ST. PETERSBURG, Fla. - For six innings Tuesday night Nathan Eovaldi pitched as well as any Yankee has this season.
It changed quickly.
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Tampa scratched out two runs to tie it in a sloppy seventh, then pushed across two more in a just-as-sloppy eighth, as the Yankees lost, 4-2, to the Rays in front of 10,417 at Tropicana Field.
"He pitched great," catcher Brian McCann said of Eovaldi. "He pitched as good as you can pitch going into the seventh."
McCann was front and center in the loss, seeing three critical balls go by him that were scored wild pitches and led to runs, though the catcher wouldn't hear of blaming Eovaldi, who threw one in the seventh, or Dellin Betances, charged with two in the eighth.
"I have to do better, it was bad catching," McCann said. "I have to block those balls and didn't do it. It was bad, it was poor."
Eovaldi (3-1, 4.14 ERA) entered the seventh with a 2-0 lead and having thrown only 70 pitches but left without the lead after a 21-pitch frame, one in which fill-in first baseman Garrett Jones failed to turn a hard-hit ball into a double play and McCann failed to handle an inside slider.
Evan Longoria, who brought in the eventual go-ahead run in the eighth with a sacrifice fly against Betances, led off with a broken-bat single to left. James Loney followed with a ground smash that a falling-to-the-ground Jones, subbing for Mark Teixeira (day off) didn't handle cleanly, having to settle for a 3-1 putout. Eovaldi walked Forsythe and threw a wild pitch that moved the runners up a base. David DeJesus got ahead 2-and-1 before hitting a slider back up the middle for a two-run single that tied it at 2.
"They just had some hits the fell through," Eovaldi said.
Because Betances had worked three of the previous five games, Girardi said he wanted to stay away from the righthander Tuesday night and looked like he'd be able to when Eovaldi struck out Rene Rivera to start the inning. But Eovaldi walked Kevin Kiermaier, the at-bat he most regretted afterward.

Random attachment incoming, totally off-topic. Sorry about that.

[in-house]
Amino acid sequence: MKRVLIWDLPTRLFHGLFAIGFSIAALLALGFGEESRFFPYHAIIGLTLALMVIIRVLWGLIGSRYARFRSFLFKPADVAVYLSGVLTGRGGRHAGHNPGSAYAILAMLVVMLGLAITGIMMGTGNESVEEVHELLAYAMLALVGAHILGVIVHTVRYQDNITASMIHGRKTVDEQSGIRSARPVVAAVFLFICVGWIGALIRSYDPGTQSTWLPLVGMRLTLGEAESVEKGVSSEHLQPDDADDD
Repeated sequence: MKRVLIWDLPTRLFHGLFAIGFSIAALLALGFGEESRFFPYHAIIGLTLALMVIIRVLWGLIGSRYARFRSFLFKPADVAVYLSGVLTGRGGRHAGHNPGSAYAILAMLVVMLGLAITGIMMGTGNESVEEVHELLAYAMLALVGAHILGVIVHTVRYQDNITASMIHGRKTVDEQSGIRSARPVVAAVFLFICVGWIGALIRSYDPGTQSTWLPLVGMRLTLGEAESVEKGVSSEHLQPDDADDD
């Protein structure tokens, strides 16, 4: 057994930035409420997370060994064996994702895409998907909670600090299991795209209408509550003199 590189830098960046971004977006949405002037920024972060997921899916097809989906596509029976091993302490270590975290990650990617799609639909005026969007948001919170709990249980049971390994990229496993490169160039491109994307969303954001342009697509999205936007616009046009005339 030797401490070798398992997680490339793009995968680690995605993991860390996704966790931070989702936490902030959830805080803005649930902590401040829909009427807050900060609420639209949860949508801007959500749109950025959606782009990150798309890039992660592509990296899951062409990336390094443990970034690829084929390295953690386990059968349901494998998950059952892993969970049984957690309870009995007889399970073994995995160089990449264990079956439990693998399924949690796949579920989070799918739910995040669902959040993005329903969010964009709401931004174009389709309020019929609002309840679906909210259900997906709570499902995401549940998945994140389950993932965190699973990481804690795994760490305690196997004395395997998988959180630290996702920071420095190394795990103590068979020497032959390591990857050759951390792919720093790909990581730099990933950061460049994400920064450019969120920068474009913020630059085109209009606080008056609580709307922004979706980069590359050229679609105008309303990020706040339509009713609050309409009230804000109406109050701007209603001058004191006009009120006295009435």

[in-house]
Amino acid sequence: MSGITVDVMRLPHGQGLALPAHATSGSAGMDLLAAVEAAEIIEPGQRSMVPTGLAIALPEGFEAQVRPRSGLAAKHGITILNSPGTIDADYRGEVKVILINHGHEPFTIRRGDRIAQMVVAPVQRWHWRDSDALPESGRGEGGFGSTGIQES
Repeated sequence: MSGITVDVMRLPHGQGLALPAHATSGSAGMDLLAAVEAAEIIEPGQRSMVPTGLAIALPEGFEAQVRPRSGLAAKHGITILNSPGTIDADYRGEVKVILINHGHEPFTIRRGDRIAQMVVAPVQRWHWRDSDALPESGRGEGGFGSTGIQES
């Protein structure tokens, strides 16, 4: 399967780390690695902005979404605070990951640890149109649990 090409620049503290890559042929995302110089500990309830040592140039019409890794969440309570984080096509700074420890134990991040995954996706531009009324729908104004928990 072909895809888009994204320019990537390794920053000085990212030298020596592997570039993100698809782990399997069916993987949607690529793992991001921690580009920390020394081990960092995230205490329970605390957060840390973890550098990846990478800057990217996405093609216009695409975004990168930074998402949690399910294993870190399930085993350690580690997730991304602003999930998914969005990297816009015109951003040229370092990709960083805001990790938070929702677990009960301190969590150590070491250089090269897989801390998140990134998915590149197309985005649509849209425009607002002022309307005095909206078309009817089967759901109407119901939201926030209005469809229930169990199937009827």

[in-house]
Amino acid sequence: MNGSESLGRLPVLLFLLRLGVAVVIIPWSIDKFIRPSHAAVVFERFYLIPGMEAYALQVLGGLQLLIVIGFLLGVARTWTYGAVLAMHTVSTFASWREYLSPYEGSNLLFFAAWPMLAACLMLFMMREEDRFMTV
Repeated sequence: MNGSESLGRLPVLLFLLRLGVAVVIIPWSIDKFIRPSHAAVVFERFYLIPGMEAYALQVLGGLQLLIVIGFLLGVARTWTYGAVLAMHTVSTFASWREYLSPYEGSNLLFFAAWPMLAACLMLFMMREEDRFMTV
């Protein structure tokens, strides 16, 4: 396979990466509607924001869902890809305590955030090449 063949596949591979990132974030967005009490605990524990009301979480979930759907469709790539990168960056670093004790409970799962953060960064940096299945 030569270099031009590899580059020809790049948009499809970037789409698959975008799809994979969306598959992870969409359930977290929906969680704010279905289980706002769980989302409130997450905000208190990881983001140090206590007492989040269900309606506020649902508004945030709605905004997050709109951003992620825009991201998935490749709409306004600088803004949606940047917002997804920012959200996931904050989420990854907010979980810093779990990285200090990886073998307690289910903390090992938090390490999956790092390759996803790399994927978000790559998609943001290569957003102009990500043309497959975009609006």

"I can't give up that free base," Eovaldi said. "It's just frustrating, going back out, them letting me go as long as they did and then giving up that free pass."
Steven Souza Jr. then hit a soft liner on a 0-and-1, 95-mph fastball to right, putting runners at the corners with one out.
Girardi called on Betances to face Longoria, who came out aggressive, swinging first pitch at a 95-mph fastball and lofting it to deep center, bringing in Kiermaier to make it 3-2.
A stolen base and consecutive wild pitches brought in Souza to make it 4-2.
"I tried to make some good pitches but it happens, it's part of the game," Betances said of the wild pitches. "I'm trying my best not to let those runs score. Eovaldi pitched a great game."
The Yankees (21-13) scored twice against Chris Archer in a 32-pitch first, though it could have been more as they had the bases loaded and none out against him.
Archer settled in, allowing those two runs and seven hits -- with one walk and eight strikeouts -- over seven innings. He retired the final 11 he faced.
"He's a good pitcher, that's what good pitchers do," said Jacoby Ellsbury, who went 2-for-4. "It would have been nice to get a little more."